Research into basic workings of immune system points to way of improving therapies for cancer and chronic infection
October 27, 2016
Note: This study was covered by Boston Globe Media’s Stat,
Harvard Gazette and Harvard Medical School.
Differences in wiring
of “exhausted” and effective T cells indicate possible gene-editing targets
people with chronic infections or cancer, disease-fighting T cells tend to
behave like an overworked militia – wheezing, ill-prepared, tentative – in a
state of “exhaustion” that allows disease to persist. In a paper posted online
today by the journal Science,
researchers at Dana-Farber/Boston
Children’s Cancer and Blood Disorders Center report that, in mice with
chronic viral infection, exhausted T cells are controlled by a fundamentally
different set of molecular circuits than T cells effectively battling
infections or cancer – a finding that suggests a way to increase the staying
power of CAR T cells, a promising form of immunotherapy for cancer.
accompanying study led by researchers at the University of Pennsylvania and
co-authored by Dana-Farber scientists reports that these differences in circuitry
remain largely unchanged by a type of cancer immunotherapy known as checkpoint
inhibition, potentially closing off one avenue of improving this technique.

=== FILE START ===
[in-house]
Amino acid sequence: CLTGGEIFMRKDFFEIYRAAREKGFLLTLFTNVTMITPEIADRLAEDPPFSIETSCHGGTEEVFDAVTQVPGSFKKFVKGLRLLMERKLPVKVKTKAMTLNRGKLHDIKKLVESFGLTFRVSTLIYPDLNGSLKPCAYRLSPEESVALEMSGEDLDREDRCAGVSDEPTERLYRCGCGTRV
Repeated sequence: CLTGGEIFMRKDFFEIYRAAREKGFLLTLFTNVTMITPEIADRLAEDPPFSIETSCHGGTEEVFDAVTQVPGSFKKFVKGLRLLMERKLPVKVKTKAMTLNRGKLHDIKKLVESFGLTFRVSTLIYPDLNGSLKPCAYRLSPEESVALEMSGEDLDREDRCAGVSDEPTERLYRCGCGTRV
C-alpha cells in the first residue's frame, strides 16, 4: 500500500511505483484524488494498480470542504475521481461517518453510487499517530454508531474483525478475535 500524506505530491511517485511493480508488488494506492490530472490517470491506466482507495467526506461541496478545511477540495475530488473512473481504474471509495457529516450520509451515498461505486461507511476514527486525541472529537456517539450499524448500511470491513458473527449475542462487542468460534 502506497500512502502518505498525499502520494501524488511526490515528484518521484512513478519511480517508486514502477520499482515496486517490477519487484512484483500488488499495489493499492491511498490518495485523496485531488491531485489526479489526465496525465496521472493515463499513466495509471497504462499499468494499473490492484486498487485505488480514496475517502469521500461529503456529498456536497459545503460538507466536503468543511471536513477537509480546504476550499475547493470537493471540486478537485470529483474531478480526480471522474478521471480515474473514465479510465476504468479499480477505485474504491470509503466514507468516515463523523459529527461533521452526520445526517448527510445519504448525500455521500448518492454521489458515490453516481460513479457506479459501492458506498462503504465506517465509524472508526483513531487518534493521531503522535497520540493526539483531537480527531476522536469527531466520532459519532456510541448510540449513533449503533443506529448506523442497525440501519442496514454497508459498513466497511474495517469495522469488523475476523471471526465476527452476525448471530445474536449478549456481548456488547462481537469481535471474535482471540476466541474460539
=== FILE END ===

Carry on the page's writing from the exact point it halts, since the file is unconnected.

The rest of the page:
pair of studies bring renewed focus to the epigenetics of T cells – the
multilayered system of molecular switches, accelerators, and throttles that
controls the activity of genes. Scientists have known for years that the pattern
of genes is different in exhausted T cells than in functional T cells that are
fully engaged in fighting disease, but the actual extent of these differences
has been uncertain.
difference that is clear is that
exhausted T cells express the programmed cell death protein-1 (PD-1), which
commands them not to attack normal, healthy cells, but can also prevent them
from striking at cancerous or chronically infected cells. Blocking PD-1 with
checkpoint-inhibiting drugs – and thereby restoring the cancer-killing zeal of
T cells – has become one of the most successful new approaches to cancer
treatment in nearly a decade. However, it has shown effectiveness in only about
a quarter of cases.
T cells display a variety of functional defects,” says Nicholas
Haining, MD, of Dana-Farber/Boston Children’s, senior author of the new
paper. “They are paralyzed and don’t have the fire-power to destroy cancer or
virally-infected cells. For us, the question in this study was, do exhausted
cells represent a distinct type of T
cell or are they merely a ‘groggy’ version of functional T cells?”
chronically infected mice as their model, the researchers used a new technology
called ATAC-seq to map the regulatory regions of the genome – the sections of
DNA involved in switching genes on and off – in the animals’ exhausted and functional
CD8+ T cells. (CD8+
T cells are programmed to identify and eliminate cancerous and infected cells.)
found the landscape of regulatory regions to be fundamentally different in exhausted
and functional T cells,” Haining says. “There were thousands of instances where